Those accounts of play with D are pretty awesome. Of course, in standard Gamer style, the comments following each account devolve into rule quibbles.

Also, anyone know a good source for bulk minifigs? It shouldn't be too hard to bring my Warhammer painting skills over to minifig conversion for hopeful summer D&D.
posted by robocop is bleeding at 5:01 AM on April 28, 2009


Ah, sorry about the confusion as to the author of the links, heh.

I'm still wary of 4E, and I don't think I can be won over to it on the presentation of anecdotal evidence alone. Reading around the internet, it seems people's willingness to accept 4E is directly related to the degree they remember/have read about D&D's origins. It's not that 4E is a bad game by any means, it's just not Dungeons & Dragons. Throwing out sacred cows would have gone a lot better if they hadn't ended the 3E line, which I thought was fine even with the occasional deafening MOO caroming off the walls. Some of the cows they threw out were strange choices, too: was it necessary that they kill off Vancian magic? The full alignment system? Did they have to divide elves into Vanilla and Fudge Royale Tutti-Frutti? They could have had all that tactical combat goodness without needlessly distancing the game from its origins.

(Also, though this is a bit off the subject, the license attacked to 4E is a masterpiece of lawyer evil.)
posted by JHarris at 1:05 PM on April 28, 2009


was it necessary that they kill off Vancian magic?

I know this is just one guy's opinion but: motherofgodyes.

Not familiar with 4E, though. Perhaps the cure was worse than the disease.
posted by Durn Bronzefist at 1:24 PM on April 28, 2009


(also: lawful evil, I hope. What would chaotic evil licensing schemes look like? Creative commons-licensed Monsanto terminator genes?)
posted by Durn Bronzefist at 1:27 PM on April 28, 2009


Well, you could argue that they just spread the Vancian love around all the classes - what are daily powers, if not Vancian spells?

As to the historical thing... hmm. I've been doing this since 1st ed. I agree some of the kooky flavour is gone, but in my experience that was more fun to read about than to actually play.

But I respect your unease. It's definitely a huge change, and I'm glad Pathfinder and Castles and Crusades and the pdfs of the original booklets (not to mention 3e itself) are still around for people to play if they want.
posted by Sebmojo at 2:54 PM on April 28, 2009


I rather like the Moorcockian flavor of the nine-point alignment system

...well that's what's gone.
posted by Artw at 3:06 PM on April 28, 2009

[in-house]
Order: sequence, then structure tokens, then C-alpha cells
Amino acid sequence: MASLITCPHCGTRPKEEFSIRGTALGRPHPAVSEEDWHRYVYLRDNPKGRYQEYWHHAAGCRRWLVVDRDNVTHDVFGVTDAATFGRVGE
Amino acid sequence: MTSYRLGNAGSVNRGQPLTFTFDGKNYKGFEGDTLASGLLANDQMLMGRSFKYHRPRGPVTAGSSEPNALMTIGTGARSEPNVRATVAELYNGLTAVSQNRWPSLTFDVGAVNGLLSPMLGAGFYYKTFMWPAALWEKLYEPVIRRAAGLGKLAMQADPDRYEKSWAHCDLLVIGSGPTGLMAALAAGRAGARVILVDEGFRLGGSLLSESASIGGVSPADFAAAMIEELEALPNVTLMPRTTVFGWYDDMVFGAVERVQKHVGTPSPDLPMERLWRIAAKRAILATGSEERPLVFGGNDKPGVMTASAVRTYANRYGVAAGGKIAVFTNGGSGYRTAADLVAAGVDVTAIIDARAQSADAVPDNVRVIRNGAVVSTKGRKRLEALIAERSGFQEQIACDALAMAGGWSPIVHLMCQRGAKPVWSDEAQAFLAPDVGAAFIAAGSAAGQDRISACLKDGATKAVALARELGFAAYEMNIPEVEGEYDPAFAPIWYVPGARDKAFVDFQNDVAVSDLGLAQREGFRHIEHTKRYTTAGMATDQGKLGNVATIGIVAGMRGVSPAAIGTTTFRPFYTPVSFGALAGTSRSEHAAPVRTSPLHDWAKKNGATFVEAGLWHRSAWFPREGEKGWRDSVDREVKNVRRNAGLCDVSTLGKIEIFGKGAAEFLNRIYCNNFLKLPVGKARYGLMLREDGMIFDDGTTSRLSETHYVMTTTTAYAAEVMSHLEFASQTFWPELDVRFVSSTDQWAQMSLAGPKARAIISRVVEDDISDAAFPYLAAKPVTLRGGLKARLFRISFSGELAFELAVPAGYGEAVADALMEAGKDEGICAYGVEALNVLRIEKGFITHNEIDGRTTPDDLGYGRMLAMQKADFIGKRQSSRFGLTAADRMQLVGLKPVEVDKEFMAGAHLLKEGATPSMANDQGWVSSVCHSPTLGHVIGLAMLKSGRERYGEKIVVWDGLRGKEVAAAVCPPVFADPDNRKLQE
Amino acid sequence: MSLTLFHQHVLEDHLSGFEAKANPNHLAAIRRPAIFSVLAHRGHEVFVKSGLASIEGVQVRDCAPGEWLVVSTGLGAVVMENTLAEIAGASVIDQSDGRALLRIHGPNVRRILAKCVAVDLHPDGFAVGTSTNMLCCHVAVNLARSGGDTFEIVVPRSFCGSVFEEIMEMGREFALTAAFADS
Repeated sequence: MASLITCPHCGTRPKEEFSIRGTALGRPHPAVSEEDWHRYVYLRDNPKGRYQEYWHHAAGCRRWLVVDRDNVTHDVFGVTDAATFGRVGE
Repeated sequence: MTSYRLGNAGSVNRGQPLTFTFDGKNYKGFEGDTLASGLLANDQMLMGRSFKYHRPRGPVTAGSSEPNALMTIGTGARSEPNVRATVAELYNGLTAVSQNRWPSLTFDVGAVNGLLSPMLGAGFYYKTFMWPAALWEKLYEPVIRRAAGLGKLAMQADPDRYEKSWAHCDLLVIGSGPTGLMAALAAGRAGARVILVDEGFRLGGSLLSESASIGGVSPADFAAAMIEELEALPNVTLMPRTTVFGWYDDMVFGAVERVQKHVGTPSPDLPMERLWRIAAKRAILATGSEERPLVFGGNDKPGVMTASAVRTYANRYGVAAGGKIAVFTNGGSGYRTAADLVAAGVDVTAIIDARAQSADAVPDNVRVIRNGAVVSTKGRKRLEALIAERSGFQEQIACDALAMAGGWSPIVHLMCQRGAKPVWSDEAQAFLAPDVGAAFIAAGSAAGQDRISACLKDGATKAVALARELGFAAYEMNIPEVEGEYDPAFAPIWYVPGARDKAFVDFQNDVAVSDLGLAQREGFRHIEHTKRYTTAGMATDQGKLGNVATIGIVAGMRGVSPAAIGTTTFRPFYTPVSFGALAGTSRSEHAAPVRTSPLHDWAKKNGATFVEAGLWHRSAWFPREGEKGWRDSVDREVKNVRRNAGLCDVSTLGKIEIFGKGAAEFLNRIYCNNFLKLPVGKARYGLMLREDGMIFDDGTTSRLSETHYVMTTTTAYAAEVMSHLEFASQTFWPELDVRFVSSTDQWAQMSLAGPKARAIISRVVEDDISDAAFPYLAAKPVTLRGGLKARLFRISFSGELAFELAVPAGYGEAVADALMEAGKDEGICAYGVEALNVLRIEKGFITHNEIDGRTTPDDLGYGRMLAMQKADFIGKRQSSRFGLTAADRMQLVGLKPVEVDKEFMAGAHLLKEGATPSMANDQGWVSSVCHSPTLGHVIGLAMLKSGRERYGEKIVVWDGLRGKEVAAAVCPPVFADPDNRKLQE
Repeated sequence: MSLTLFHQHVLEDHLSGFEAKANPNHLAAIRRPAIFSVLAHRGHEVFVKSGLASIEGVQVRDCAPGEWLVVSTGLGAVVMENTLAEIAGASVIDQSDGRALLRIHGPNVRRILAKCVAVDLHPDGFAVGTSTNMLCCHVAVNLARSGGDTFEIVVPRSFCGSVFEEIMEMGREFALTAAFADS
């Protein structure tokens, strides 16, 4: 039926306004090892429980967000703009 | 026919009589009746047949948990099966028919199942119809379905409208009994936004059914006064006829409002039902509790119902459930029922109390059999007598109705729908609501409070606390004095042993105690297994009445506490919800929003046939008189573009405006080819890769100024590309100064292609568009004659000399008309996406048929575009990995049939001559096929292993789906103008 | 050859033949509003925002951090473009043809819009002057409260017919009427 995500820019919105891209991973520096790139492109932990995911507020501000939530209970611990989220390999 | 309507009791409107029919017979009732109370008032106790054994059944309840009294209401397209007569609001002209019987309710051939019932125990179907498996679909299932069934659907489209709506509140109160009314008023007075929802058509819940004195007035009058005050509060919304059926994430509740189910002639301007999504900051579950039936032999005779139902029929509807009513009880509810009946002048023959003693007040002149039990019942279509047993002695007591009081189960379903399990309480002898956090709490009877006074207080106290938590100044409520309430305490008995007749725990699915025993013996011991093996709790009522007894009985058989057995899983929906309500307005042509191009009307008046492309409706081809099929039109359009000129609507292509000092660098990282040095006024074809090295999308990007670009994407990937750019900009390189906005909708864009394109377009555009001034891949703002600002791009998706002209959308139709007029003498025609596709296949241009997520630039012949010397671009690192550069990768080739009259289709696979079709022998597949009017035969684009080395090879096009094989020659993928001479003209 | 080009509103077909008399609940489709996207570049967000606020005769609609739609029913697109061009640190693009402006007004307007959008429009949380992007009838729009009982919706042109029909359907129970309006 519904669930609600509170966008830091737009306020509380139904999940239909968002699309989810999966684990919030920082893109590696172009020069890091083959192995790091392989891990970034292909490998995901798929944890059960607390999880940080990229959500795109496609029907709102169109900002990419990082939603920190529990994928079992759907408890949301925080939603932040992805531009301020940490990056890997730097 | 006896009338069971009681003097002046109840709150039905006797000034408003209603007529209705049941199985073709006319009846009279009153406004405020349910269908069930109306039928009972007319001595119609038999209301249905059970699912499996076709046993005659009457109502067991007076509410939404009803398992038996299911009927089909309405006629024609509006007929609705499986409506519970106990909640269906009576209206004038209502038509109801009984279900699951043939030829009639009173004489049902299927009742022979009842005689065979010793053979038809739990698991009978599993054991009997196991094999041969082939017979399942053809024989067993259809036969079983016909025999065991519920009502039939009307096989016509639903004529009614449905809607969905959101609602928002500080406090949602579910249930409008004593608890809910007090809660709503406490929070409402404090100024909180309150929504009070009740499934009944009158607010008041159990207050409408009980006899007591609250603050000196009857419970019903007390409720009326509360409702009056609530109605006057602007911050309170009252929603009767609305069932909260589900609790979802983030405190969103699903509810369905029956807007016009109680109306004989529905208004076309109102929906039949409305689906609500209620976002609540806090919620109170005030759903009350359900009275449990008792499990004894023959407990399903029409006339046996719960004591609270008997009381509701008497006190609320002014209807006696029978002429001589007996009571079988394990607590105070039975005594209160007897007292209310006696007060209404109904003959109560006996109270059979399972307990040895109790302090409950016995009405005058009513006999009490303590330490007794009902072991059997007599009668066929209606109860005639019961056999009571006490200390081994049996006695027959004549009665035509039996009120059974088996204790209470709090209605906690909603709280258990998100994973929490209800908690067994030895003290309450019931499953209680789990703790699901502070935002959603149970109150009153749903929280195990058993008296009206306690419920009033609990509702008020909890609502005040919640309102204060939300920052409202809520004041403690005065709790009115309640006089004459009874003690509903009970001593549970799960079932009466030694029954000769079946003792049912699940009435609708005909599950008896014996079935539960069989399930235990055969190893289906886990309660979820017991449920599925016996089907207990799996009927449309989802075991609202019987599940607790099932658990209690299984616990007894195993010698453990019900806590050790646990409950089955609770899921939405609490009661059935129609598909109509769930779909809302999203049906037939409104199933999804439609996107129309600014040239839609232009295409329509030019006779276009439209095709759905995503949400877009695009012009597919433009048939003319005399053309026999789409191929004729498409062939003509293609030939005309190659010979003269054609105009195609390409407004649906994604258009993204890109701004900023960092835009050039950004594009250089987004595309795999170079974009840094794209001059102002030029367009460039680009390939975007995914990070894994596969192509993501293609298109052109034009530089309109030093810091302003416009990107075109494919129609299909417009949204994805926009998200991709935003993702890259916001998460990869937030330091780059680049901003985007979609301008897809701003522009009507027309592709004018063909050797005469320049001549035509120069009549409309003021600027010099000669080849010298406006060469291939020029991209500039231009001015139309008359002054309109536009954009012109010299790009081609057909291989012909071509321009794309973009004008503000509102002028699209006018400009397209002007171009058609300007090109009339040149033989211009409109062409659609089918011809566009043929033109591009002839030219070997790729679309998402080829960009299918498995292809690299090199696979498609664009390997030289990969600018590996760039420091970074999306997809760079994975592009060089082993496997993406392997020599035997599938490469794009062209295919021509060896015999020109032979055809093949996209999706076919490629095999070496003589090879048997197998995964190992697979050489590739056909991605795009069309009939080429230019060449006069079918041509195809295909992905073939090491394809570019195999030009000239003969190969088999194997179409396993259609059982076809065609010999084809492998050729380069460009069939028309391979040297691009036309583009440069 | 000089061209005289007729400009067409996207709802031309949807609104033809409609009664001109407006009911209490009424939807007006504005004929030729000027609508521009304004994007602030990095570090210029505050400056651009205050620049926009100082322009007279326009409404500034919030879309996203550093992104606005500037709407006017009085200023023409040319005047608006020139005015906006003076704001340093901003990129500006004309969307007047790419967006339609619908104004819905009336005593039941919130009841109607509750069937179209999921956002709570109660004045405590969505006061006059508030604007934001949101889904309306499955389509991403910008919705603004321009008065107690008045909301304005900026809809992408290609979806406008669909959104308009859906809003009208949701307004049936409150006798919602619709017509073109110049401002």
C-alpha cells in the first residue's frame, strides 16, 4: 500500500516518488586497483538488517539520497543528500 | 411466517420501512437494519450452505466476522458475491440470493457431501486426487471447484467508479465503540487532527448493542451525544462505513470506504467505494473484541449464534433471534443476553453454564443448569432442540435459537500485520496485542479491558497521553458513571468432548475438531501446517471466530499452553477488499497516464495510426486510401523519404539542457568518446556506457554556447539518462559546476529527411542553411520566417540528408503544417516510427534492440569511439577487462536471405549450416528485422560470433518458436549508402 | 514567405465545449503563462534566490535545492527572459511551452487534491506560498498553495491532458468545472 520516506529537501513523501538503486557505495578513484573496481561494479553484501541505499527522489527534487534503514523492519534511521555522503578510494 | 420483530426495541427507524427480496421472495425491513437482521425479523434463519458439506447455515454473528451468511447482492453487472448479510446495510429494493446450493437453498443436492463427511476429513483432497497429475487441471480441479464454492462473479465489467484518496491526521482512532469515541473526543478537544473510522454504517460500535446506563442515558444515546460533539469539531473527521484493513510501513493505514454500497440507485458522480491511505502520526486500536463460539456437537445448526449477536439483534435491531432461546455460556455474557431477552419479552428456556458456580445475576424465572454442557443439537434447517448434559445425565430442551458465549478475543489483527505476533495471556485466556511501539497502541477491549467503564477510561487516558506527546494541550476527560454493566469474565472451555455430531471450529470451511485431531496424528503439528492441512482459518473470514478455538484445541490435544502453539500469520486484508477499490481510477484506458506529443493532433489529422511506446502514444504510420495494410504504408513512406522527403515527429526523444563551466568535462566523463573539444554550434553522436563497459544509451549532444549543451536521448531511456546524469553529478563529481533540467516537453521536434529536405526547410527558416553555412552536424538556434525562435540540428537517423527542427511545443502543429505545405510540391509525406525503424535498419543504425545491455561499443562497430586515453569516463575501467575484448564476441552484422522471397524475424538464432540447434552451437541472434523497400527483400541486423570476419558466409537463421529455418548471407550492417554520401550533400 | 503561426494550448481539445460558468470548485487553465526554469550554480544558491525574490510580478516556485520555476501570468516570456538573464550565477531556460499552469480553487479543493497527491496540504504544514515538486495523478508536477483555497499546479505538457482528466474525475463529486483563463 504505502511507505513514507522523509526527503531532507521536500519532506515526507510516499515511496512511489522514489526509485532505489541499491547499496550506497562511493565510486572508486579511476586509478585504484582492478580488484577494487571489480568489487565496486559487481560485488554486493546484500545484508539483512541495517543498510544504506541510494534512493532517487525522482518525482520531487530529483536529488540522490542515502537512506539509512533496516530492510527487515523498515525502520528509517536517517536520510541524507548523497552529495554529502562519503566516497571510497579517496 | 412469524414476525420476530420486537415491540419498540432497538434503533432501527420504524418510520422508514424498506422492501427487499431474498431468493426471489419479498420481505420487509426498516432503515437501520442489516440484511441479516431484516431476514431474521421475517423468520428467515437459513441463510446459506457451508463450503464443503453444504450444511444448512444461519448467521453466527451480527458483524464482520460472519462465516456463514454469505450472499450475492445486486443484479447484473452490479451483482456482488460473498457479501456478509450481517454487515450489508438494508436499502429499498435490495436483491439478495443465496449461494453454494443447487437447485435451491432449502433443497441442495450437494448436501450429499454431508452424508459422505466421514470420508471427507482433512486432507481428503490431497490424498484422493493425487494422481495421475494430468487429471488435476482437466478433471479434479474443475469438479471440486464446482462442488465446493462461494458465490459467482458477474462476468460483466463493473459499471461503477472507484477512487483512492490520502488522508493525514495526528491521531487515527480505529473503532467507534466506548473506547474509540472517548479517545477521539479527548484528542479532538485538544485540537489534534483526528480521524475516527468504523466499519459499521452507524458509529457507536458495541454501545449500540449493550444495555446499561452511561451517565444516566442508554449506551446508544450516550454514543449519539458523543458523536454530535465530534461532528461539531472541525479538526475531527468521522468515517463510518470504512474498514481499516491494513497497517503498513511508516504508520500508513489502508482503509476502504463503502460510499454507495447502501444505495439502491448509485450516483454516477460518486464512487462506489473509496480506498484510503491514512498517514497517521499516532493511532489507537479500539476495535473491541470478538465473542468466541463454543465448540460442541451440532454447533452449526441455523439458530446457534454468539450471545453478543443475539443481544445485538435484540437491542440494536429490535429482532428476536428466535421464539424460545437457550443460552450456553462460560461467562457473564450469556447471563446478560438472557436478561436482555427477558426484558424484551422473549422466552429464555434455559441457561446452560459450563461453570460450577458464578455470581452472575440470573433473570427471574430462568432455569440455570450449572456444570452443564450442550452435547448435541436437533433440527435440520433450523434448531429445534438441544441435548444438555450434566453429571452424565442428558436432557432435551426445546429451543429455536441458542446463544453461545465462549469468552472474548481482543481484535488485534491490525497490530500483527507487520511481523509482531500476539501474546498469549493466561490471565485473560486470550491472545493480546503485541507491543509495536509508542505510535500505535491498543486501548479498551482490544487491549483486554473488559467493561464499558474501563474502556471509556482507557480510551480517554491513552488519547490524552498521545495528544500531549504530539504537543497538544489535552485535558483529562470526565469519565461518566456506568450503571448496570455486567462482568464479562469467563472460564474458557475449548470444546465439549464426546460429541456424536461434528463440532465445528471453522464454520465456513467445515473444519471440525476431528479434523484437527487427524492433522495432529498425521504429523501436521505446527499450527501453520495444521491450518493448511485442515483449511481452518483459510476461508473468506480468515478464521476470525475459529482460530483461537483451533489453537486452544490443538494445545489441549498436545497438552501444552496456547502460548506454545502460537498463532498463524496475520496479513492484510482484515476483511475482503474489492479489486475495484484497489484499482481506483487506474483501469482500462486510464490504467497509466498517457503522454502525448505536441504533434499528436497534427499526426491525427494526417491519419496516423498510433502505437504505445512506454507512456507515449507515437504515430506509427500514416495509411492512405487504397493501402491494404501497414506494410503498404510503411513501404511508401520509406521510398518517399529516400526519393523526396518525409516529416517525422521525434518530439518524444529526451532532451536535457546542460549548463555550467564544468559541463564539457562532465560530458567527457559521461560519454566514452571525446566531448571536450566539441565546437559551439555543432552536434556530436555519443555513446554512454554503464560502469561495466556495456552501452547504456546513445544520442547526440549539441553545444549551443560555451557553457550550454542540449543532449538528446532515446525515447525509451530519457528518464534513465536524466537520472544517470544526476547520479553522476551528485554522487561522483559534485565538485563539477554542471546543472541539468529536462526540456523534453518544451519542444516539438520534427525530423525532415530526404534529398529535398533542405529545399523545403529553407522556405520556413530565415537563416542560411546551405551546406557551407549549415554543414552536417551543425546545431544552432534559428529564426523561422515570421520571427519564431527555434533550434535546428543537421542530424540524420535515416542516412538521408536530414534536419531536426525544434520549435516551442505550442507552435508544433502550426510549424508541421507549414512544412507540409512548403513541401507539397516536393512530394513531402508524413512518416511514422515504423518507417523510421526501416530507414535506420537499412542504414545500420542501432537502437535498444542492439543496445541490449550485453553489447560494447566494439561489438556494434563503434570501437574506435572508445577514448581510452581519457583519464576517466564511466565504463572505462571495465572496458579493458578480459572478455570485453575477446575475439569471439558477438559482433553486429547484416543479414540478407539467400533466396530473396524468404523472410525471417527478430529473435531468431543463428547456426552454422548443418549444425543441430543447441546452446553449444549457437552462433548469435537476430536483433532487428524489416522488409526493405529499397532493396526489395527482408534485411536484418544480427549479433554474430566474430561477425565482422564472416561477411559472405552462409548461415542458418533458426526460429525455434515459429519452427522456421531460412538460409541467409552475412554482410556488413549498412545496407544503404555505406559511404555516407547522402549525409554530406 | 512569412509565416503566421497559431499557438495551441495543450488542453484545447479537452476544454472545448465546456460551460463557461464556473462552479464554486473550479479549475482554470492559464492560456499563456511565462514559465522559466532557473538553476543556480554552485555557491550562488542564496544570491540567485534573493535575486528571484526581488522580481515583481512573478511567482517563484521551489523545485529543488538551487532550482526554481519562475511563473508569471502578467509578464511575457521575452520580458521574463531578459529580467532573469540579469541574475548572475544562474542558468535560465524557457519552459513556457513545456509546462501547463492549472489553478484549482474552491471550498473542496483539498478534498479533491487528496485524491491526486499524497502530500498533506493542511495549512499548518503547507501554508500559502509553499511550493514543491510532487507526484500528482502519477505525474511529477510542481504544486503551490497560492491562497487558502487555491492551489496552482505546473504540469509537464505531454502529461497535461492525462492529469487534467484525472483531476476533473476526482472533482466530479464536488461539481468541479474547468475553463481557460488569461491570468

Durn Bronzefist:
I did mean lawyer evil. 3E had the "Open Game License," or OGL, which was surprisingly cool. An argument could be made that it was a big reason that 3E took off. A lot of adventure publishers were standoffish about supporting the game after TSR's legal efforts to stamp out add-on products in the 2E days. All kinds of OGL-licensed d20 stuff was published, and continues to be published.

4E has the GSL, or "Game System License," a deceptively generic-sounding document that explicitly stated that people couldn't use both it and the OGL. The later license invalidated the previous one for those who used it, meaning one couldn't go back and make OGL content after publishing GSL stuff. I hope I don't have to go and make a tortured analogy to explain why this is bad.

However, I notice that my info may be outdated on this. Going over to the Pede to check on things, it notes that Hasbro updated the language in the GSL near the beginning of March, so this might not be true anymore. I haven't seen the text of the new license yet.

On Vancian magic... it's a weird thing. I didn't feel so strongly about Vancian magic until reading Dying Earth, and about D&D's other pulp fantasy influences. The more I do, the less that classic D&D looks like Generic Fantasy Role-Playing Game and the more it looks like Pulp Fantasy Role-Playing Game. Gary Gygax obviously loaded stuff from all his favorite books into his game, and viewed as a statement the designer made in creating his game, I think it's shameful to lose it.

But Vancian magic doesn't really provide a lot of flavor to the game system unless you use it like Vance did, and most players these days haven't read Vance. And mind you, I also seem to remember Gary Gygax (or maybe just someone writing in Dragon) using a different justification for going with Vancian magic rather than magic points, that it helped cut down on math, which I think is a transparently bogus rationale.

In any event, the new system isn't Vancian in any way. The term means a system in which characters memorize up to a certain limit of spells that are lost from memory when used. In classic D&D, it requires that players make a judgement about the spells they think they'll need, and I think that's what's lost in the new system. (I do think that adventure writers didn't use the system well. For a player to be able to make a decision about which spells they'll need, they'll need to have gotten some hint about it ahead of time, so that, say, they'll know to have Slow Poison handy when they face the giant spider.)

Vancian magic, admittedly, was dealt a blow when 3E introduced sorcerers, a class that could just cast spells instead of memorizing them.